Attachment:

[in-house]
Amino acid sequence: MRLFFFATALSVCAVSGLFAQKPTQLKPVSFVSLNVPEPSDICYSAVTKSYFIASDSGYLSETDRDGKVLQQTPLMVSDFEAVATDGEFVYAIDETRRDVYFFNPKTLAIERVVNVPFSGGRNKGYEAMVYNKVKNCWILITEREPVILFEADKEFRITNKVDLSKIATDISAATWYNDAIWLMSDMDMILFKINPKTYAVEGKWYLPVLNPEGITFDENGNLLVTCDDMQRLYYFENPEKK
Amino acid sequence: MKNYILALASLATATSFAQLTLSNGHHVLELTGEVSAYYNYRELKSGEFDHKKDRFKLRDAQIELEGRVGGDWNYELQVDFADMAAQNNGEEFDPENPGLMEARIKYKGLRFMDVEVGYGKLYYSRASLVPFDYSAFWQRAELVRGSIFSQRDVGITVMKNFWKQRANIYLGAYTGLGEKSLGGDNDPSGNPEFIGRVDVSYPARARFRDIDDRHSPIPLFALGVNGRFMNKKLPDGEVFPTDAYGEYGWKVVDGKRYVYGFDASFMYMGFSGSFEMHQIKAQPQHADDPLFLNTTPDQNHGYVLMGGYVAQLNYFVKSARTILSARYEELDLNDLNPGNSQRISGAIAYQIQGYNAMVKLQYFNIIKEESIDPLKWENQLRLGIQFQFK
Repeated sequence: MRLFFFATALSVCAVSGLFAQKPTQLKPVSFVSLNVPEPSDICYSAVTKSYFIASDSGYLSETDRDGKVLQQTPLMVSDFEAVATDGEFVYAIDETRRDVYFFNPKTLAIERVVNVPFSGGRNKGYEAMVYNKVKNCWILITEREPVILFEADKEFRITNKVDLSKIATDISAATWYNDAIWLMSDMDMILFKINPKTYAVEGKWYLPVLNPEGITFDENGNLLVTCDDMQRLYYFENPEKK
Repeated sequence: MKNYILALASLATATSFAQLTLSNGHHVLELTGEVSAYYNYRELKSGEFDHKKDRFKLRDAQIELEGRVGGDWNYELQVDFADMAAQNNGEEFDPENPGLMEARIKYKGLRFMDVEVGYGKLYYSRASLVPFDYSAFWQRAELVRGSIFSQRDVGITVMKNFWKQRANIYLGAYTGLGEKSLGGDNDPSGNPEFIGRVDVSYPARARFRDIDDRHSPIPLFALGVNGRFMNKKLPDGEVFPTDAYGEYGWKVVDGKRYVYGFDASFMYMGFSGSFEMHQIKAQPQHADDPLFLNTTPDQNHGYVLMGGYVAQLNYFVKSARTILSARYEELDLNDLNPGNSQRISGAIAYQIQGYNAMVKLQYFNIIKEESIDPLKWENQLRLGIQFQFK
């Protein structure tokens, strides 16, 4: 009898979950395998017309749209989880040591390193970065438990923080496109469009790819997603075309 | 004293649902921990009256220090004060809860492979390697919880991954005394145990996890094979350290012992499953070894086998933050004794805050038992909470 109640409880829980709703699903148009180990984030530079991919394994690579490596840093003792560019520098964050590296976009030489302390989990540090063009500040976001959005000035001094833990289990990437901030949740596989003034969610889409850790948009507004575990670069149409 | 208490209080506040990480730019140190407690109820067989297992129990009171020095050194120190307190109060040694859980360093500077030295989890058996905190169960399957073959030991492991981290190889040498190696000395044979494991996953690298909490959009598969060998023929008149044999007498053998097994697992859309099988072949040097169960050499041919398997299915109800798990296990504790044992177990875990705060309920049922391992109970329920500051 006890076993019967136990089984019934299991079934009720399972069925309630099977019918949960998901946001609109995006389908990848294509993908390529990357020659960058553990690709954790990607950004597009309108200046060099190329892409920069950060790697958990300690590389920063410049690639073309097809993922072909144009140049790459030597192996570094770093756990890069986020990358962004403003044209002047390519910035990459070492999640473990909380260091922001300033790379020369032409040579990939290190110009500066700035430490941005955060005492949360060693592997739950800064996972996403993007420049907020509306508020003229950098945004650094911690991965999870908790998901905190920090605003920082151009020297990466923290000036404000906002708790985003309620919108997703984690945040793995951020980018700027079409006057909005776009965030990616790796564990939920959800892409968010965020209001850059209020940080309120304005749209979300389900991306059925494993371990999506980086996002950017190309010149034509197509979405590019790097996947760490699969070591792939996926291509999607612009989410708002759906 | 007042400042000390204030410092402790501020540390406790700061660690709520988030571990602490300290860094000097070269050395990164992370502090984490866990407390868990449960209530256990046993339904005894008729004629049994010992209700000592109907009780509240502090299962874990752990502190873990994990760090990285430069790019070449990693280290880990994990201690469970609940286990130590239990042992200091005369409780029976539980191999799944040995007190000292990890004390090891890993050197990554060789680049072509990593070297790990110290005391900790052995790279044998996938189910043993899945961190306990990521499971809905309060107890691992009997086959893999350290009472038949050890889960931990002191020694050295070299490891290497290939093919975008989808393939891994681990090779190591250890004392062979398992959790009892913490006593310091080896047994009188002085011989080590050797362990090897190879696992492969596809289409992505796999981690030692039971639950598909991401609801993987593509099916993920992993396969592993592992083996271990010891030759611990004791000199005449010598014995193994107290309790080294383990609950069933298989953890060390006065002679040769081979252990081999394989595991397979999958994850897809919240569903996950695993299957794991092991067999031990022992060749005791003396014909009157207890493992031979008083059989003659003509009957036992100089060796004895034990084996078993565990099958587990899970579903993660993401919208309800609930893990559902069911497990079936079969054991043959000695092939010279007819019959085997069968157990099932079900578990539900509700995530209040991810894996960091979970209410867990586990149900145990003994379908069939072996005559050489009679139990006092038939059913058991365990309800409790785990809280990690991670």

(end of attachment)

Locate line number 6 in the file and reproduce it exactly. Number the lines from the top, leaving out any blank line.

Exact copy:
């Protein structure tokens, strides 16, 4: 009898979950395998017309749209989880040591390193970065438990923080496109469009790819997603075309 | 004293649902921990009256220090004060809860492979390697919880991954005394145990996890094979350290012992499953070894086998933050004794805050038992909470 109640409880829980709703699903148009180990984030530079991919394994690579490596840093003792560019520098964050590296976009030489302390989990540090063009500040976001959005000035001094833990289990990437901030949740596989003034969610889409850790948009507004575990670069149409 | 208490209080506040990480730019140190407690109820067989297992129990009171020095050194120190307190109060040694859980360093500077030295989890058996905190169960399957073959030991492991981290190889040498190696000395044979494991996953690298909490959009598969060998023929008149044999007498053998097994697992859309099988072949040097169960050499041919398997299915109800798990296990504790044992177990875990705060309920049922391992109970329920500051 006890076993019967136990089984019934299991079934009720399972069925309630099977019918949960998901946001609109995006389908990848294509993908390529990357020659960058553990690709954790990607950004597009309108200046060099190329892409920069950060790697958990300690590389920063410049690639073309097809993922072909144009140049790459030597192996570094770093756990890069986020990358962004403003044209002047390519910035990459070492999640473990909380260091922001300033790379020369032409040579990939290190110009500066700035430490941005955060005492949360060693592997739950800064996972996403993007420049907020509306508020003229950098945004650094911690991965999870908790998901905190920090605003920082151009020297990466923290000036404000906002708790985003309620919108997703984690945040793995951020980018700027079409006057909005776009965030990616790796564990939920959800892409968010965020209001850059209020940080309120304005749209979300389900991306059925494993371990999506980086996002950017190309010149034509197509979405590019790097996947760490699969070591792939996926291509999607612009989410708002759906 | 007042400042000390204030410092402790501020540390406790700061660690709520988030571990602490300290860094000097070269050395990164992370502090984490866990407390868990449960209530256990046993339904005894008729004629049994010992209700000592109907009780509240502090299962874990752990502190873990994990760090990285430069790019070449990693280290880990994990201690469970609940286990130590239990042992200091005369409780029976539980191999799944040995007190000292990890004390090891890993050197990554060789680049072509990593070297790990110290005391900790052995790279044998996938189910043993899945961190306990990521499971809905309060107890691992009997086959893999350290009472038949050890889960931990002191020694050295070299490891290497290939093919975008989808393939891994681990090779190591250890004392062979398992959790009892913490006593310091080896047994009188002085011989080590050797362990090897190879696992492969596809289409992505796999981690030692039971639950598909991401609801993987593509099916993920992993396969592993592992083996271990010891030759611990004791000199005449010598014995193994107290309790080294383990609950069933298989953890060390006065002679040769081979252990081999394989595991397979999958994850897809919240569903996950695993299957794991092991067999031990022992060749005791003396014909009157207890493992031979008083059989003659003509009957036992100089060796004895034990084996078993565990099958587990899970579903993660993401919208309800609930893990559902069911497990079936079969054991043959000695092939010279007819019959085997069968157990099932079900578990539900509700995530209040991810894996960091979970209410867990586990149900145990003994379908069939072996005559050489009679139990006092038939059913058991365990309800409790785990809280990690991670």